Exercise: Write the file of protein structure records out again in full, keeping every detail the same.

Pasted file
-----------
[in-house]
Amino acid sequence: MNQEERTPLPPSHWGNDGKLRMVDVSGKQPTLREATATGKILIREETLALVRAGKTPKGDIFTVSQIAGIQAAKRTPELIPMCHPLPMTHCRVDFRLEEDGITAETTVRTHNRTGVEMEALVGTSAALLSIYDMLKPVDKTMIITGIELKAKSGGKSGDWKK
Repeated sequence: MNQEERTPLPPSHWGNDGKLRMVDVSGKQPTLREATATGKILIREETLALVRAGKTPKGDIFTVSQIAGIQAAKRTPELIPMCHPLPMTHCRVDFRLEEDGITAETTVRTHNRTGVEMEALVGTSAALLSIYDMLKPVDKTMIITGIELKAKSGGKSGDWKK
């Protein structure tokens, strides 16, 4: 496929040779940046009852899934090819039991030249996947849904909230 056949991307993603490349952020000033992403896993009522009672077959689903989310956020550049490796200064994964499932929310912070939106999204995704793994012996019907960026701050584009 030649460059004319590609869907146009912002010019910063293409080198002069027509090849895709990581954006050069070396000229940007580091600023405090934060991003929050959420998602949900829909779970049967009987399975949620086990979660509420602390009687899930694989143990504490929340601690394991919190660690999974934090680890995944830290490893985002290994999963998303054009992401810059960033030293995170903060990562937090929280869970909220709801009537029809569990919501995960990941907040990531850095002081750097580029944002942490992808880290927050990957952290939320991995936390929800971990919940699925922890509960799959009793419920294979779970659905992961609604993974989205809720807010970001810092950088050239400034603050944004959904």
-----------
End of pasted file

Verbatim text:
[in-house]
Amino acid sequence: MNQEERTPLPPSHWGNDGKLRMVDVSGKQPTLREATATGKILIREETLALVRAGKTPKGDIFTVSQIAGIQAAKRTPELIPMCHPLPMTHCRVDFRLEEDGITAETTVRTHNRTGVEMEALVGTSAALLSIYDMLKPVDKTMIITGIELKAKSGGKSGDWKK
Repeated sequence: MNQEERTPLPPSHWGNDGKLRMVDVSGKQPTLREATATGKILIREETLALVRAGKTPKGDIFTVSQIAGIQAAKRTPELIPMCHPLPMTHCRVDFRLEEDGITAETTVRTHNRTGVEMEALVGTSAALLSIYDMLKPVDKTMIITGIELKAKSGGKSGDWKK
């Protein structure tokens, strides 16, 4: 496929040779940046009852899934090819039991030249996947849904909230 056949991307993603490349952020000033992403896993009522009672077959689903989310956020550049490796200064994964499932929310912070939106999204995704793994012996019907960026701050584009 030649460059004319590609869907146009912002010019910063293409080198002069027509090849895709990581954006050069070396000229940007580091600023405090934060991003929050959420998602949900829909779970049967009987399975949620086990979660509420602390009687899930694989143990504490929340601690394991919190660690999974934090680890995944830290490893985002290994999963998303054009992401810059960033030293995170903060990562937090929280869970909220709801009537029809569990919501995960990941907040990531850095002081750097580029944002942490992808880290927050990957952290939320991995936390929800971990919940699925922890509960799959009793419920294979779970659905992961609604993974989205809720807010970001810092950088050239400034603050944004959904």